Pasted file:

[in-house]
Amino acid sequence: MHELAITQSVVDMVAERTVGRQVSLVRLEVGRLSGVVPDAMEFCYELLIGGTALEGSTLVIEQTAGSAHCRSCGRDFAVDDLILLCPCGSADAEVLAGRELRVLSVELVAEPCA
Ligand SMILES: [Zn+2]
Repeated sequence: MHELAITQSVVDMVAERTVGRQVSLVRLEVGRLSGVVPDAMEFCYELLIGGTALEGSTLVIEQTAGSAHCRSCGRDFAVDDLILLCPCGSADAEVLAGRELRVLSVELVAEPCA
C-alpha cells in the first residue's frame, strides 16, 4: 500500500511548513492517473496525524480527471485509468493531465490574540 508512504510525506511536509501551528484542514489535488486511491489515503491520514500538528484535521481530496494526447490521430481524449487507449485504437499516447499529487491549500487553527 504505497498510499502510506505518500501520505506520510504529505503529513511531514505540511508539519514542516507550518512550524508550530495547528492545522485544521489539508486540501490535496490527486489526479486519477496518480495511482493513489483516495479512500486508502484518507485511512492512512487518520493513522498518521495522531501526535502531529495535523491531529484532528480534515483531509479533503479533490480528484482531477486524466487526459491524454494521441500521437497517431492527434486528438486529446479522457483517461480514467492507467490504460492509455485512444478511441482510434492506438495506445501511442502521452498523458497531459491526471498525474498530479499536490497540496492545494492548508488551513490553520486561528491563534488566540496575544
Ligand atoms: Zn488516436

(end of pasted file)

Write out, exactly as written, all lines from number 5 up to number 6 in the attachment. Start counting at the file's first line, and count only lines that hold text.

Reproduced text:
C-alpha cells in the first residue's frame, strides 16, 4: 500500500511548513492517473496525524480527471485509468493531465490574540 508512504510525506511536509501551528484542514489535488486511491489515503491520514500538528484535521481530496494526447490521430481524449487507449485504437499516447499529487491549500487553527 504505497498510499502510506505518500501520505506520510504529505503529513511531514505540511508539519514542516507550518512550524508550530495547528492545522485544521489539508486540501490535496490527486489526479486519477496518480495511482493513489483516495479512500486508502484518507485511512492512512487518520493513522498518521495522531501526535502531529495535523491531529484532528480534515483531509479533503479533490480528484482531477486524466487526459491524454494521441500521437497517431492527434486528438486529446479522457483517461480514467492507467490504460492509455485512444478511441482510434492506438495506445501511442502521452498523458497531459491526471498525474498530479499536490497540496492545494492548508488551513490553520486561528491563534488566540496575544
Ligand atoms: Zn488516436